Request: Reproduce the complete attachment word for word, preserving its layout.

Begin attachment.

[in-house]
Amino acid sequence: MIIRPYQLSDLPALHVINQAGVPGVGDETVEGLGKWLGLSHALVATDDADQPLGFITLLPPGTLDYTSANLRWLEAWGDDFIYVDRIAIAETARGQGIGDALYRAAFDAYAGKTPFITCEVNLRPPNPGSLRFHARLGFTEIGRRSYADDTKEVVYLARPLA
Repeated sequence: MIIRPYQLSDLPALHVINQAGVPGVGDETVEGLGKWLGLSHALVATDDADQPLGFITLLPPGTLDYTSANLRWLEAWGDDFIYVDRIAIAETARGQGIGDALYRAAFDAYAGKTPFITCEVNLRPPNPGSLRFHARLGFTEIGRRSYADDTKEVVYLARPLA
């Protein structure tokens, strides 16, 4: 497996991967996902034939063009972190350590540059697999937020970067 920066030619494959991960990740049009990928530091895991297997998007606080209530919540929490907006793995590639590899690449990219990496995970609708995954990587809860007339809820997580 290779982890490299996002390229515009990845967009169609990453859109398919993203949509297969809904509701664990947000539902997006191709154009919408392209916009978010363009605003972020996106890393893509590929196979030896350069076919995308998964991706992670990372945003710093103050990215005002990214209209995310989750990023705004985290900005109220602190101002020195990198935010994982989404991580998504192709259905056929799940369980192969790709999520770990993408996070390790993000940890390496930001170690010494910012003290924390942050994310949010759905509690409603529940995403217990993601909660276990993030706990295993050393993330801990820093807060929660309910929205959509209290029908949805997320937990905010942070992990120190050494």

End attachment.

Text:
[in-house]
Amino acid sequence: MIIRPYQLSDLPALHVINQAGVPGVGDETVEGLGKWLGLSHALVATDDADQPLGFITLLPPGTLDYTSANLRWLEAWGDDFIYVDRIAIAETARGQGIGDALYRAAFDAYAGKTPFITCEVNLRPPNPGSLRFHARLGFTEIGRRSYADDTKEVVYLARPLA
Repeated sequence: MIIRPYQLSDLPALHVINQAGVPGVGDETVEGLGKWLGLSHALVATDDADQPLGFITLLPPGTLDYTSANLRWLEAWGDDFIYVDRIAIAETARGQGIGDALYRAAFDAYAGKTPFITCEVNLRPPNPGSLRFHARLGFTEIGRRSYADDTKEVVYLARPLA
């Protein structure tokens, strides 16, 4: 497996991967996902034939063009972190350590540059697999937020970067 920066030619494959991960990740049009990928530091895991297997998007606080209530919540929490907006793995590639590899690449990219990496995970609708995954990587809860007339809820997580 290779982890490299996002390229515009990845967009169609990453859109398919993203949509297969809904509701664990947000539902997006191709154009919408392209916009978010363009605003972020996106890393893509590929196979030896350069076919995308998964991706992670990372945003710093103050990215005002990214209209995310989750990023705004985290900005109220602190101002020195990198935010994982989404991580998504192709259905056929799940369980192969790709999520770990993408996070390790993000940890390496930001170690010494910012003290924390942050994310949010759905509690409603529940995403217990993601909660276990993030706990295993050393993330801990820093807060929660309910929205959509209290029908949805997320937990905010942070992990120190050494």